This is part of a series of interviews by Shefi Ben Hutta with insurance practitioners who bring an interesting perspective to their work and to the industry as a whole. Here, she speaks with Stephen Applebaum, managing partner, Insurance Solutions Group, and senior adviser at StoneRidge Advisors, who describes the implications of the “torrents of data that will flow from connected cars, homes, buildings and people.”

To see more of the “A Word With Shefi” series, visit her thought leader profile. To subscribe to her free newsletter, Insurance Entertainment, click here.

Describe what you do in 50 words or less:

I provide consulting and advisory services to participants across the North American auto and property insurance ecosystem, which leverage my experience, industry contacts and understanding of innovation and emerging technologies to drive meaningful, measurable improvement in revenue, market share, process, profitability and user and customer experience.

What led you to your career in insurance?

Serendipity, actually. An early management consulting engagement with a technology-based startup providing insurance claims solutions to P&C carriers led to a full-time operational and management role and ultimately a very exciting and rewarding 30-year career spanning several different companies that continues today.

What emerging technology will change how insurance is sold?

Prescriptive analytics applied to the torrents of data that will flow from connected cars, homes, buildings and people – enabled by mobile devices and embedded sensors – will transform virtually every aspect of how insurance products are developed, priced, packaged and sold, and how risk is managed in general.

A carrier you highly value for its innovative culture?

Among the many top-tier carriers that have invested in and developed innovative cultures, USAA stands out because of its highly focused and fierce dedication to pursuing constant improvement and technological innovation in the pursuit of providing superior service excellence to its “members” in insurance as well as the full range of its financial services.

You recently published an article on “Disruption in the Automotive Ecosystem.” What tip do you have for companies looking beyond their core value to offer innovative solutions in the auto ecosystem?

I suggest that auto insurance carriers focus on leapfrogging current incremental innovation around connected vehicle and data technologies and begin designing and developing the auto insurance products and services of the future. These will likely be very different than anything offered today and will be enabled by enormous amounts of data flowing from not just connected cars but the broader Internet of Things. They may include personalized, utilization-based micro auto insurance coverages, ride-and-car sharing insurance solutions for owners, drivers and passengers, risk management services from behavioral driving modification assistance to location-based and contextual alerts for commercial favorites as well as navigational, traffic, roadside assistance and weather conditions.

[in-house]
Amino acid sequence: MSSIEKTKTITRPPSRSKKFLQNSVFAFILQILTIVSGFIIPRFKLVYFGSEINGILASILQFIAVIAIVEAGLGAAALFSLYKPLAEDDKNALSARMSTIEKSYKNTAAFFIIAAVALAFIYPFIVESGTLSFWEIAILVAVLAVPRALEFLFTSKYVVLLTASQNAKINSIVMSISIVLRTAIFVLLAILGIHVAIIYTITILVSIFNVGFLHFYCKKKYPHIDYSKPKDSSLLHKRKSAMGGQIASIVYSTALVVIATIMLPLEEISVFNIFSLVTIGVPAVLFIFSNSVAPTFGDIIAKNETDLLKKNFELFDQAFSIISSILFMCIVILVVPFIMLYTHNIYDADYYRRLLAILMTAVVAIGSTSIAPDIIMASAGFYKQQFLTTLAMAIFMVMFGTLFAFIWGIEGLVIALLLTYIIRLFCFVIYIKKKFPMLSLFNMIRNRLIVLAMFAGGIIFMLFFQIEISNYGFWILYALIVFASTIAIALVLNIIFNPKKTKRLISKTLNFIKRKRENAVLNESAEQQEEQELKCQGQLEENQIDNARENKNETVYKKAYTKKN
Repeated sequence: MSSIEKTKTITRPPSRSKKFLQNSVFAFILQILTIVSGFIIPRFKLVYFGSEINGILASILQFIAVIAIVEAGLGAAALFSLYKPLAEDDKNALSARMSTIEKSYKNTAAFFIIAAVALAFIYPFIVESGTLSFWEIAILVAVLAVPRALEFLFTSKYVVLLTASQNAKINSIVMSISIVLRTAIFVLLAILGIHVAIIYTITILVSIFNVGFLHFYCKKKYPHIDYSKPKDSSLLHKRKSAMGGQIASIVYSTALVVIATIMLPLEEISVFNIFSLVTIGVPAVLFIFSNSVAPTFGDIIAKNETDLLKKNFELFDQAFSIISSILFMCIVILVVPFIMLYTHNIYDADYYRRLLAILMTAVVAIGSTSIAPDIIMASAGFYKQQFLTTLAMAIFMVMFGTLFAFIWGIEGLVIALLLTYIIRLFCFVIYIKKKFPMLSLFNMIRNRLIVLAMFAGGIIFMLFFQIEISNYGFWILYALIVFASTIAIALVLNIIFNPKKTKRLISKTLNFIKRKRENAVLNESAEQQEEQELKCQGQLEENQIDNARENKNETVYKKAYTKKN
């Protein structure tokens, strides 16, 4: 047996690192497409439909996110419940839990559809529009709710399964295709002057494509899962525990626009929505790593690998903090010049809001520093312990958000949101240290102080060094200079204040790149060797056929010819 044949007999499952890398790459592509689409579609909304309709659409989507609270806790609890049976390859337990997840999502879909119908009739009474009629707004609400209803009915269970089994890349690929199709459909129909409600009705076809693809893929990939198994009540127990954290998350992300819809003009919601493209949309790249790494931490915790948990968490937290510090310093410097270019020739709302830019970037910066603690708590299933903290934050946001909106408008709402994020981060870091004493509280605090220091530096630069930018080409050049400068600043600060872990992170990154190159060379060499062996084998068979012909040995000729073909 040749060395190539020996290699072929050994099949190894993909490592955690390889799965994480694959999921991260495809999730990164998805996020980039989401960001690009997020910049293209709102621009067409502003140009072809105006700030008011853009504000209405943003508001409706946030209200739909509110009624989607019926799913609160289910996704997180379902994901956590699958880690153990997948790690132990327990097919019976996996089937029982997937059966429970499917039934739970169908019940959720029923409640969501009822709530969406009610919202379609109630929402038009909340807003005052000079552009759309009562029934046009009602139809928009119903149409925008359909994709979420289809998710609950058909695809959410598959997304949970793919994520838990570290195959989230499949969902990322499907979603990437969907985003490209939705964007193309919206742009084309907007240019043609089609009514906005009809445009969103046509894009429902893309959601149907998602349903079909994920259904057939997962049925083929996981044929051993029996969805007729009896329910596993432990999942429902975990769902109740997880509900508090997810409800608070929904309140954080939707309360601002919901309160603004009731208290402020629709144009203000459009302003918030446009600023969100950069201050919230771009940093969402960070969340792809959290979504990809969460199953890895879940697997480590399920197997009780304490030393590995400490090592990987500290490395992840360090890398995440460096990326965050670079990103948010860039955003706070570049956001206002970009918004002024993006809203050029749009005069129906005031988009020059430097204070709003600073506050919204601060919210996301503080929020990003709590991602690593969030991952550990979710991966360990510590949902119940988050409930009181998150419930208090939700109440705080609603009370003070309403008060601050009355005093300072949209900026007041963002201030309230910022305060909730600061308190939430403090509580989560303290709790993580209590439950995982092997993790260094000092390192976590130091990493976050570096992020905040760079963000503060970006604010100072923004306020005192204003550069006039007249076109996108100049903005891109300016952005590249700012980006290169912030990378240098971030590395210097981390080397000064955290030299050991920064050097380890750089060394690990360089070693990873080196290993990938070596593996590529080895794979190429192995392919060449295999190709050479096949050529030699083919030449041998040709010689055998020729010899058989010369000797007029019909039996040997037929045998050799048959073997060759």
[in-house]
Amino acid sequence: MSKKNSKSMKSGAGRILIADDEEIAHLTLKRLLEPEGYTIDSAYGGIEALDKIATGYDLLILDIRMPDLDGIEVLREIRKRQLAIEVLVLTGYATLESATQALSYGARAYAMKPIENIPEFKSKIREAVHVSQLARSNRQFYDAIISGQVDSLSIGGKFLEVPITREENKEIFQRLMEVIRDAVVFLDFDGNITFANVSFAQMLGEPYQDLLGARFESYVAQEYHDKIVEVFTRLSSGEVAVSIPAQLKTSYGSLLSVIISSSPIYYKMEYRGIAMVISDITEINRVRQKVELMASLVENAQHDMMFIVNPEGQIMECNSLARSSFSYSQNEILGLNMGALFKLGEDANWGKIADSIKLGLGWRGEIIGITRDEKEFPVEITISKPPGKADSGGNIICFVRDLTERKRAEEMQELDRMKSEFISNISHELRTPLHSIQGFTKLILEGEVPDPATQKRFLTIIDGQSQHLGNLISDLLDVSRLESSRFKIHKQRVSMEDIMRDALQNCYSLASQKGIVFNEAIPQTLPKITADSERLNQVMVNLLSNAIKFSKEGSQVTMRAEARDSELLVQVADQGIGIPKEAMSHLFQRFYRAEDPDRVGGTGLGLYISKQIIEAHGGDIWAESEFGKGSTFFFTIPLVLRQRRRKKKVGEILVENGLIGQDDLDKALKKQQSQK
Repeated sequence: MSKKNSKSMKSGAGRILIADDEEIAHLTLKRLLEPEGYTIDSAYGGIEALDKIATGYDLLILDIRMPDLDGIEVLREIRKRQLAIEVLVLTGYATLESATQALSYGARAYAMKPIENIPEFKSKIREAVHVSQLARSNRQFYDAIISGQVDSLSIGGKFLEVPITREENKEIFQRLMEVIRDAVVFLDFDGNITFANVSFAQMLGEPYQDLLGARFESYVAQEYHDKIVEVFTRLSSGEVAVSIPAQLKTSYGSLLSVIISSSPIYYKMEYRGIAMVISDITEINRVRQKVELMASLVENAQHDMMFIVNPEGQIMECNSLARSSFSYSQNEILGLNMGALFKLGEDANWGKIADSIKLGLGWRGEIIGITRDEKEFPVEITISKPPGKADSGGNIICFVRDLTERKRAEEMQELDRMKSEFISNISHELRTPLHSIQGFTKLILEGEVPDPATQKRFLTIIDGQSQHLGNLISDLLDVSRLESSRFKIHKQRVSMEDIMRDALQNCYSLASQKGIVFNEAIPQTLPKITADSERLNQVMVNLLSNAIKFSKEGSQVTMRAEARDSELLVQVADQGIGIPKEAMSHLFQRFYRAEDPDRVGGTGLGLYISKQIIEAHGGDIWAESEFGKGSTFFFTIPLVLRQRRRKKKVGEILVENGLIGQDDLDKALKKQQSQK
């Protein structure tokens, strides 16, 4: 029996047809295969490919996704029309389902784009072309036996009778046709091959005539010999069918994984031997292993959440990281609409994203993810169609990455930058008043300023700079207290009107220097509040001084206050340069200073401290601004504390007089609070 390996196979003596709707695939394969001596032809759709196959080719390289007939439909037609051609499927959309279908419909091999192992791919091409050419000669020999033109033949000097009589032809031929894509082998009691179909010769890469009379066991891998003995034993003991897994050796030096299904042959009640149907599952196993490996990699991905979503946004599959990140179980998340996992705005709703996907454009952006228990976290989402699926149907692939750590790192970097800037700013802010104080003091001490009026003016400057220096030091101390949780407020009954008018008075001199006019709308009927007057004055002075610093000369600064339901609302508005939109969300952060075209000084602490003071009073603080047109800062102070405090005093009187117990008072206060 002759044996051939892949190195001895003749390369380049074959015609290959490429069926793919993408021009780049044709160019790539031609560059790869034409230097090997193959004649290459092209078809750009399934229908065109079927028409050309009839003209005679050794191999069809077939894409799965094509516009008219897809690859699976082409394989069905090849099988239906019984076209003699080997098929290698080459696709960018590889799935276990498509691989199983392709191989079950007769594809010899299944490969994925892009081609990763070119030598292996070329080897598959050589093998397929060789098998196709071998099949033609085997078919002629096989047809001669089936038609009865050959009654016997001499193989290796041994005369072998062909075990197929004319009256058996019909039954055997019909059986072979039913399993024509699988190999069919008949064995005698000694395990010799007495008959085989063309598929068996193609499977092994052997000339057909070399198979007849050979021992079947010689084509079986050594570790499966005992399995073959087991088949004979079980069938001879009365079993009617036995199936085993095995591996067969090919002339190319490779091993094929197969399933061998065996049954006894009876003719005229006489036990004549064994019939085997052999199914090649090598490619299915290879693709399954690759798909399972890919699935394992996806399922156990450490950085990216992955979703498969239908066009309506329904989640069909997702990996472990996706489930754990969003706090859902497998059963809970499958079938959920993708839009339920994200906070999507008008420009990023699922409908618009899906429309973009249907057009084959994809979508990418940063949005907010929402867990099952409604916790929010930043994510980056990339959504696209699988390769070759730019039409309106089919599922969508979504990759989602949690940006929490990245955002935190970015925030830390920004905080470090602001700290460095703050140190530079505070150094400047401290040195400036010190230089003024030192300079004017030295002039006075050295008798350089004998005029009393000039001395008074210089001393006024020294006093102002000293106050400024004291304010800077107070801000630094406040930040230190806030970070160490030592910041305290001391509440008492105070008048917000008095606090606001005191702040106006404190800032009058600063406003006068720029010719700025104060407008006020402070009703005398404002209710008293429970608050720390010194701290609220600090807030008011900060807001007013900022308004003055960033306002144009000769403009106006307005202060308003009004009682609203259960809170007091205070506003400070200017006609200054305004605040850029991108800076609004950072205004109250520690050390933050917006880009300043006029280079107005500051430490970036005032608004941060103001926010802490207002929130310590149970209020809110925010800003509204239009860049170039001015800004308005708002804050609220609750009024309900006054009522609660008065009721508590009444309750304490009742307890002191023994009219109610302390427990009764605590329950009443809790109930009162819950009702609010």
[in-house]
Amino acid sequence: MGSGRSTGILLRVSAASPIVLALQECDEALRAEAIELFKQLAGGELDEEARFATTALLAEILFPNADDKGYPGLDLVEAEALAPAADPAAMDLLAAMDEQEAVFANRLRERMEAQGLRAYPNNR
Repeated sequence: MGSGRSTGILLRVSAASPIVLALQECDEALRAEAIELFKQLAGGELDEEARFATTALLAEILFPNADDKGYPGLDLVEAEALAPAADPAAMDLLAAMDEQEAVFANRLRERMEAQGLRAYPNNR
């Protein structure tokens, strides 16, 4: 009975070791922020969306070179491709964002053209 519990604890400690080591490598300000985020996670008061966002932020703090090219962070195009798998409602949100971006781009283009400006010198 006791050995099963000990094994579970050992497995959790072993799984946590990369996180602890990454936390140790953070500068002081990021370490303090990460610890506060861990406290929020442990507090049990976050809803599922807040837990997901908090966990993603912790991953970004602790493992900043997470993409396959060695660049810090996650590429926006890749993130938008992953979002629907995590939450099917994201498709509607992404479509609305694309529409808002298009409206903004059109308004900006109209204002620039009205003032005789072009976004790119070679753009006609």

You’ve had more than 25 years of consulting experience in the P&C space. What piece of advice have you found to always be relevant regardless of the subject matter?

I regularly ask myself, “What am I doing, and why am I doing it, and is this the best possible use of my time and talents?” It sounds so simplistic, but if you do it honestly you will find it very valuable.

You are a frequent chairman in industry conferences. In fact, you are the chairman of a coming event on IoT in Miami in December. Who should be attending and why?

Anyone who plans to work, invest and succeed anywhere in the insurance ecosystem over the next decade and beyond should attend. This includes insurance C-level executives, heads of innovation, strategy, claims and innovation, underwriting, business development, product development, strategy, design and innovation, heads of IT, technology and digital, IoT technology companies and startups and regulators.

When you are not consulting on insurance or hosting insurance events, you are most likely…?

Reading, watching and listening to anything and everything that relates to my work – which is, in fact, also my hobby.

Rethinking Underwriting for Commercial Lines

It is time to step up automation in commercial lines, and you can do just that with a powerfully rich combination of enhanced technology capabilities in the key areas of underwriting and policy administration – a combination that lowers cost, simplifies doing business, makes it easier to enter new markets and significantly improves underwriting outcomes.